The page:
Joel Cummins (Umphrey’s McGee) Talks Built to Spill’s Untethered Moon

They’re not shy about their influences, but Built to Spill remain American originals.

I discovered Built To Spill sometime around 2006, when the Idaho indie-rockers released You In Reverse. Needless to say, the album received many spins for the next couple of years, and I finally got to experience their live show in 2009 at the Higher Ground in Vermont. The album had captivated me with its garage band-y live sound and singer/guitarist Doug Martsch’s cryptic, moody stream-of-consciousness lyrics. But in concert, it was a chaotic-meets-cerebral performance that etched the night into my head forever. This included a stunning finish to the show when a barrage of soundscapes from the guitars and bass was accompanied by the sight of the drummer packing up his gear. Fifteen minutes into the sonic deluge, the gear was packed and he was out the door while the rest of the band continued to dole out melody, fuzz and noise for another 10 minutes. It was a striking experience. I’m still not sure if said drummer was pissed off or if his premature departure was actually intentional. Regardless, it was a cool and extremely effective way to finish the concert, like nothing I had ever seen before.

Untethered Moon, the eighth and latest album from Built to Spill, feels like a timelessly classic record and it doesn’t let up from start to finish. As blistering, melodic guitar lines intertwine with beautifully cryptic and opaque lyrics, the band creates an unabashedly raw and gritty landscape for Martsch’s sometimes high-and-lonesome, sometimes high-and-uplifting melodies.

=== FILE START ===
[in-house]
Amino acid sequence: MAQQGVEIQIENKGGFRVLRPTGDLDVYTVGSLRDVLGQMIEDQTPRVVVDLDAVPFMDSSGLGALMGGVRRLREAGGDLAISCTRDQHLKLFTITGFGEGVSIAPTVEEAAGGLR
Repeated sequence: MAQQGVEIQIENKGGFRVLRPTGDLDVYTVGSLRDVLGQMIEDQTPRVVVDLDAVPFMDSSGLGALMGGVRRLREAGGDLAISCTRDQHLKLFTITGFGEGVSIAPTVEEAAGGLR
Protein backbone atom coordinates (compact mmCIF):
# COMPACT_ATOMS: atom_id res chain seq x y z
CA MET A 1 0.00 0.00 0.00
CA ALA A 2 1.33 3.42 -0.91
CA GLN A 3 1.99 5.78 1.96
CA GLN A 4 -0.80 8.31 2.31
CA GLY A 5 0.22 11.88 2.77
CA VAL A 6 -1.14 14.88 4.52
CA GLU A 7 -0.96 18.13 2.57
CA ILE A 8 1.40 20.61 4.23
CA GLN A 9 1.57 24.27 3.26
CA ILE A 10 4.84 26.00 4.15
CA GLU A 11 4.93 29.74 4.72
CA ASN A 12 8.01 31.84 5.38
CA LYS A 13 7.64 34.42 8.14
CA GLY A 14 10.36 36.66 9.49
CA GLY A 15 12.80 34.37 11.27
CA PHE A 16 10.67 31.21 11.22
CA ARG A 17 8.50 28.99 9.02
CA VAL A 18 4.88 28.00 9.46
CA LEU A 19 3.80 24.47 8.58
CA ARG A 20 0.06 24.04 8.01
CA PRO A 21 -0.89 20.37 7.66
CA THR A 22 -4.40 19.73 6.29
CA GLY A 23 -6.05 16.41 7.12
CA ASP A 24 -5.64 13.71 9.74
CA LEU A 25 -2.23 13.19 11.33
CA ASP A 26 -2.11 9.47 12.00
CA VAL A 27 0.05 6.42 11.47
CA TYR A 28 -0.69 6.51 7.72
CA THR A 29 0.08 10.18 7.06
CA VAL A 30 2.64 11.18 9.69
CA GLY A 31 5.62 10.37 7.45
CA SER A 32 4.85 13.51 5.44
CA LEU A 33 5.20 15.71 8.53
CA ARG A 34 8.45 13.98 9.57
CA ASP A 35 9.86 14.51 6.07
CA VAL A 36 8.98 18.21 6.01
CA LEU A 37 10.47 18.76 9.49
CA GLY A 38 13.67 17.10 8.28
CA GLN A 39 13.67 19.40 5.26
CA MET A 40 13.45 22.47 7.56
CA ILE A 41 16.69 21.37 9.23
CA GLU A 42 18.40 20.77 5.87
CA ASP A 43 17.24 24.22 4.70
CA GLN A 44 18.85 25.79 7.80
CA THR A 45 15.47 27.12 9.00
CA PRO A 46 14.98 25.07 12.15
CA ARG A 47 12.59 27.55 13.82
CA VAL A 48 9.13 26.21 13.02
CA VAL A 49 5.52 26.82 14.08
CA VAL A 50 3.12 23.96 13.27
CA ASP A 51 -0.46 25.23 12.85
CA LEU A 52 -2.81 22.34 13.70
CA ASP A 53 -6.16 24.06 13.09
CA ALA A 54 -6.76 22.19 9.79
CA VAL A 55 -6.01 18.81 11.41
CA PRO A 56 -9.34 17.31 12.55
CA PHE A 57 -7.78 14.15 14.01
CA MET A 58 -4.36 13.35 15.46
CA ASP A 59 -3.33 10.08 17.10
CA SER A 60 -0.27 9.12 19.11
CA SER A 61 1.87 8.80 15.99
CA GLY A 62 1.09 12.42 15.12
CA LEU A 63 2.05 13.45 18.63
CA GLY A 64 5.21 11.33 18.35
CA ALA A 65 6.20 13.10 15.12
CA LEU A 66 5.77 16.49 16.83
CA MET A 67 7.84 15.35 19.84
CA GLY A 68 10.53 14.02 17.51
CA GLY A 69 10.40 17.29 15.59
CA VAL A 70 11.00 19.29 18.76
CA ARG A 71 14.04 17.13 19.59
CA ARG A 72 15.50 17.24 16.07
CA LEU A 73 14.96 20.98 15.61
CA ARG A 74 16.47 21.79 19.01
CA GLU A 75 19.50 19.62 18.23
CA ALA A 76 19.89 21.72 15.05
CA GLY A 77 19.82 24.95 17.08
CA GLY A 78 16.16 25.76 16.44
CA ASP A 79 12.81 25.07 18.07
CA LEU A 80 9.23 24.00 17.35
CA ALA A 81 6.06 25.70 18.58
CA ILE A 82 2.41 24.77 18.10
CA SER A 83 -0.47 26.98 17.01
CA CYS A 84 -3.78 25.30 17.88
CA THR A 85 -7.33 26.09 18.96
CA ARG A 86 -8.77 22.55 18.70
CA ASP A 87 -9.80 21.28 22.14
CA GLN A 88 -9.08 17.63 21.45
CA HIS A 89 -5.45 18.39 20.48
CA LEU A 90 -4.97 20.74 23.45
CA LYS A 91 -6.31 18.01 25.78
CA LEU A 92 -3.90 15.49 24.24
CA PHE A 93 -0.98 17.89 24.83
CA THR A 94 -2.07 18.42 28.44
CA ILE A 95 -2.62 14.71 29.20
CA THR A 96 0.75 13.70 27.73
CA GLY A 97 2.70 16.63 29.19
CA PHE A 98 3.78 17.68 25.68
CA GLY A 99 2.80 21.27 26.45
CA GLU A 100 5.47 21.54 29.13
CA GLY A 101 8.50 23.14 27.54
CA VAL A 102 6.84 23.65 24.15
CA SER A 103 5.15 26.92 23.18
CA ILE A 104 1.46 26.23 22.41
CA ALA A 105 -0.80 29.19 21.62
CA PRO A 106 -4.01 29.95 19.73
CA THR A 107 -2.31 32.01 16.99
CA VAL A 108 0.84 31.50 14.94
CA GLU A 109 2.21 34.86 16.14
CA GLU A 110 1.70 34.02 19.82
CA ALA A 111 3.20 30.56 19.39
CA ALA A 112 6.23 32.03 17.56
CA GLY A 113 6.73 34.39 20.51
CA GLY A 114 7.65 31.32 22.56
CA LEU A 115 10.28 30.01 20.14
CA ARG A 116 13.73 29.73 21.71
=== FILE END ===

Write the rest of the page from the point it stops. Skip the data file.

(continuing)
From the opening grind of “All Our Songs,” the cryptic yet often foreboding lyrics of Martsch create a sense of isolation, like a moon untethered moving away from another gravitational body. But the rocking finish to the opening track belies the darkness of its subject matter — this is a full-on punk rave-up celebrating the freedom that isolation can bring. While the lyrics may lean toward melancholy, the music behind most of this album simmers with hope, if not unbridled passion, throughout. His occasionally caustic yet almost always clever words evoke themes of uncertainty that smartly contrast with the often uplifting vocal melodies in which they are sung. On “Some Other Song” Martsch muses, “I don’t know how to never fall apart/still wondering how to never fall apart/no matter how you ever fall/and it’s some other song.” There is even an element of playfulness in the delivery of the words and melodies that suggests that maybe, just maybe, they’ll be able to enjoy the ride. With lines like “I can’t explain anything to anyone/don’t believe that nothing isn’t true,” Martsch’s lyrics make you think just hard enough in trying to decipher their meaning that you wonder, “is he just messing with me now?”

Most of these cuts showcase just how good Martsch and company are at creating two or more distinct yet supportive guitar lines that weave their way through nearly every song. On tracks like “Living Zoo,” the band wryly pays tribute to the sounds of early R.E.M., albeit with a darker undertone that works to deepen the vibe of the piece as a whole. “C.R.E.B.” manages to extoll muted semi-despair disguised as Vicodin-laced surf rock. With “So,” you suddenly feel like you’re in the basement right next to the band as they channel Cream and Hendrix with the guitar amps turned up to 11. On “Never Be the Same,” Martsch creates a tune with riffs that wouldn’t sound out of place on a Creedence Clearwater Revival record. Despite many of the songs’ influences occasionally being on plain display, the band has an incredible ability to find ways to make every song unquestionably original; there exists a unique, distinctively Built to Spill sound. Untethered Moon is 21st-century rock-&-roll. In the end, it’s Martsch’s engaging lyricism and creative guitar harmonies that define the band’s enthralling if melancholic spirit.

Joel Cummins is a founding member and keyboardist for Umphrey’s McGee. He has also released two solo albums. You can follow Umphrey’s McGee on Twitter here.